(RNS) — A year ago, I began seeing fellow Mormons link to a talk that President Dallin Oaks gave in Chicago to a group of youth. In his remarks, he said he felt prompted to teach them something of great importance. It’s startling enough that I’ll quote him at length:
But now, there’s something about the right hand. When we’re baptized, the priest raises his right hand — not his left hand, but his right hand. And when we partake of the sacrament, we partake with our right hand, not our left hand. And today, I saw quite a few of the deacons take the sacrament with their left hand. Don’t do that, because you set the wrong example for the congregation if you do that. I know why you did that, because the sacrament tray was coming up on this side, and it was easiest to do it that way. But a mother who’s holding a baby probably changes the baby so she can use her right hand. And all of us should partake with the right hand when we participate in that great ordinance of the gospel.
That’s what I felt impressed to share with you. I often mention that in other meetings, but I’ve never seen so many deacons take the sacrament with their left hand. So I thought I’d better perform my responsibility to share that with you. God bless you. In the name of Jesus Christ, amen.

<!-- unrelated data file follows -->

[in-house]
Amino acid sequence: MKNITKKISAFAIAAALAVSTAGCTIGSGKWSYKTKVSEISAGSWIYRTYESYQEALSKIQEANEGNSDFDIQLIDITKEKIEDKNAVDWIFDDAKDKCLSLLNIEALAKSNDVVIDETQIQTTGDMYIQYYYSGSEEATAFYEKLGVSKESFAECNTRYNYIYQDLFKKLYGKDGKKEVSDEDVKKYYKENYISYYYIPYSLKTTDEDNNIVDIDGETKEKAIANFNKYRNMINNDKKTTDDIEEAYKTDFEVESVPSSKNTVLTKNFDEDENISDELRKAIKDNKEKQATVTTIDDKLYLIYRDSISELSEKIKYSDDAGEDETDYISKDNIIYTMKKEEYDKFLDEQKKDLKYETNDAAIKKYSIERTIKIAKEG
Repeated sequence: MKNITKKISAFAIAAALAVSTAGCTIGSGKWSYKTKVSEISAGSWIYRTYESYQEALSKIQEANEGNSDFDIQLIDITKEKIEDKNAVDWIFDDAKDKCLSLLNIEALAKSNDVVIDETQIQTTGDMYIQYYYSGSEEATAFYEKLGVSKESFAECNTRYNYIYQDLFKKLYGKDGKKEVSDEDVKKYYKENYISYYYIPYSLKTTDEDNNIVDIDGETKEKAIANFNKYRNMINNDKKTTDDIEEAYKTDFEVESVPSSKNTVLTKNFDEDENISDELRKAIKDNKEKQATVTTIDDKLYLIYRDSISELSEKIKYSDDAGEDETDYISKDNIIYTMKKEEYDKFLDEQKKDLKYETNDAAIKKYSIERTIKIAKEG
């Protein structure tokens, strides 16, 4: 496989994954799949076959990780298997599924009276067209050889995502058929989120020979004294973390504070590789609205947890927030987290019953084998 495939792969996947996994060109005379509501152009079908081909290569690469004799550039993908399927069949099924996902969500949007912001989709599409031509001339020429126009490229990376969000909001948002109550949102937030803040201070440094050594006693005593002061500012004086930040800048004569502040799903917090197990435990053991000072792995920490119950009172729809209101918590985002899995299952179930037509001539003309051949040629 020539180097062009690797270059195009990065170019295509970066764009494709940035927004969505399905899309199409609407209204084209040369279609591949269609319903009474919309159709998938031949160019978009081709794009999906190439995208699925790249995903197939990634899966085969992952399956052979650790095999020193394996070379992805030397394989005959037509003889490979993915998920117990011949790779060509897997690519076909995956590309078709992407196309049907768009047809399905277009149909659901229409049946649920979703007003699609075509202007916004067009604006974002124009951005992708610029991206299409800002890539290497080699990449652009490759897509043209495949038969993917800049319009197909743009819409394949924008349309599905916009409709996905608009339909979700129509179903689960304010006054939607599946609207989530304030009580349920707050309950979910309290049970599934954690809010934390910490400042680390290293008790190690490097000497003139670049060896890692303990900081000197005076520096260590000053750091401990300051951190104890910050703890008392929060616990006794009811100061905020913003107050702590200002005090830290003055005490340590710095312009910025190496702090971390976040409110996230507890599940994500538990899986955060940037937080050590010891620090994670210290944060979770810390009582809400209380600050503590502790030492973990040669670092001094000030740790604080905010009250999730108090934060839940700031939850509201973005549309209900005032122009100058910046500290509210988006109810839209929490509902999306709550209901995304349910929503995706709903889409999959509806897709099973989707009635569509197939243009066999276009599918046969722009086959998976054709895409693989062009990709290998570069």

Wait … what? Latter-day Saints are not supposed to take the sacrament (communion) with our left hands?
This was news to me. Completely. Since joining the church in 1993, I had never heard this custom/policy/doctrine expressed either verbally or in anything I’d read. Yet here was a member of the First Presidency who was apparently shocked that 12-year-old boys hadn’t gotten the memo.
Last week, this preoccupation with right-handed convention became official policy, as it entered into the new Handbook — no pun intended. In the Handbook’s instructions on administering the sacrament, there is now this directive: “Members partake with their right hand when possible.”
As with any policy, this one has a history, and I’m grateful for historians who can give us context. Jonathan Stapley has offered a detailed and valuable timeline that traces the preference for taking the sacrament with the right hand throughout LDS history.
The bottom line is that, particularly from the 1890s to the 1950s, church publications (and even, very briefly, the Handbook in the 1930s) emphasized that use of the right hand was “customary” and “advisable.” The discussion dropped out after 1961 — apart from a 1983 Ensign article by Russell Nelson, now the president of the church, and last year’s bootleg recording of Oaks, his first counselor. It appears that the two of them feel this is an important issue for the church, and they are now in positions to make that feeling a global policy.
Here’s what it means for me personally: It seems I have been taking the sacrament the “wrong” way since 1993, since I have unconsciously taken the bread and the water the way I eat and drink most things, which is with my left hand.
I’m not a pure southpaw. I’m technically what they call “mixed-handed,” meaning that, of the 10 basic skills in the Edinburgh Handedness Inventory, I do some with my left hand (including the two most important according to U.S. culture, which are writing and eating), and others with my right (throwing, using scissors, cutting with a knife, striking a match). The EHI is a basic and rather old-fashioned assessment. If it were updated today, I’m sure it would include such important questions as which hand you use when retweeting nonsense in the middle of the night. But you get the idea.